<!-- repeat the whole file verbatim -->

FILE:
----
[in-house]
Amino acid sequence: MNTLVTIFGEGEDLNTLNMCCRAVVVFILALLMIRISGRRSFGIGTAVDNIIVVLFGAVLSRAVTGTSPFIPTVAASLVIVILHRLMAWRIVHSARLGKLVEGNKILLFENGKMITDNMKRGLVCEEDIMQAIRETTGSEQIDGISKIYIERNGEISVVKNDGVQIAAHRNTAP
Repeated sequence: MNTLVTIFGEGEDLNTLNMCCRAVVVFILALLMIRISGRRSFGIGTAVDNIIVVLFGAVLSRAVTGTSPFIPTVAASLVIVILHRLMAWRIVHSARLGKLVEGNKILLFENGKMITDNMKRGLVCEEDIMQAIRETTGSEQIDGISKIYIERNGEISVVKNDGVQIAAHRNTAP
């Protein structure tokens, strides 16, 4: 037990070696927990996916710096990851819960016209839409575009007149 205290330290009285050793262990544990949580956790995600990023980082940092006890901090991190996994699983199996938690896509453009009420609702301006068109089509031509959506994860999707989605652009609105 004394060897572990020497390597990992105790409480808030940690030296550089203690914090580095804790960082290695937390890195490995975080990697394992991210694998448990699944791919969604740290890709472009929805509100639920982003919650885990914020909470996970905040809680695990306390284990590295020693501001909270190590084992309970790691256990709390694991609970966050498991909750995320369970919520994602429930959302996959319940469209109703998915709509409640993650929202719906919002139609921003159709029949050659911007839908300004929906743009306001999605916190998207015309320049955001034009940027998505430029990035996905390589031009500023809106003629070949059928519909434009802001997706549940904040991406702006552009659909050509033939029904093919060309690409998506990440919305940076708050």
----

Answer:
[in-house]
Amino acid sequence: MNTLVTIFGEGEDLNTLNMCCRAVVVFILALLMIRISGRRSFGIGTAVDNIIVVLFGAVLSRAVTGTSPFIPTVAASLVIVILHRLMAWRIVHSARLGKLVEGNKILLFENGKMITDNMKRGLVCEEDIMQAIRETTGSEQIDGISKIYIERNGEISVVKNDGVQIAAHRNTAP
Repeated sequence: MNTLVTIFGEGEDLNTLNMCCRAVVVFILALLMIRISGRRSFGIGTAVDNIIVVLFGAVLSRAVTGTSPFIPTVAASLVIVILHRLMAWRIVHSARLGKLVEGNKILLFENGKMITDNMKRGLVCEEDIMQAIRETTGSEQIDGISKIYIERNGEISVVKNDGVQIAAHRNTAP
């Protein structure tokens, strides 16, 4: 037990070696927990996916710096990851819960016209839409575009007149 205290330290009285050793262990544990949580956790995600990023980082940092006890901090991190996994699983199996938690896509453009009420609702301006068109089509031509959506994860999707989605652009609105 004394060897572990020497390597990992105790409480808030940690030296550089203690914090580095804790960082290695937390890195490995975080990697394992991210694998448990699944791919969604740290890709472009929805509100639920982003919650885990914020909470996970905040809680695990306390284990590295020693501001909270190590084992309970790691256990709390694991609970966050498991909750995320369970919520994602429930959302996959319940469209109703998915709509409640993650929202719906919002139609921003159709029949050659911007839908300004929906743009306001999605916190998207015309320049955001034009940027998505430029990035996905390589031009500023809106003629070949059928519909434009802001997706549940904040991406702006552009659909050509033939029904093919060309690409998506990440919305940076708050």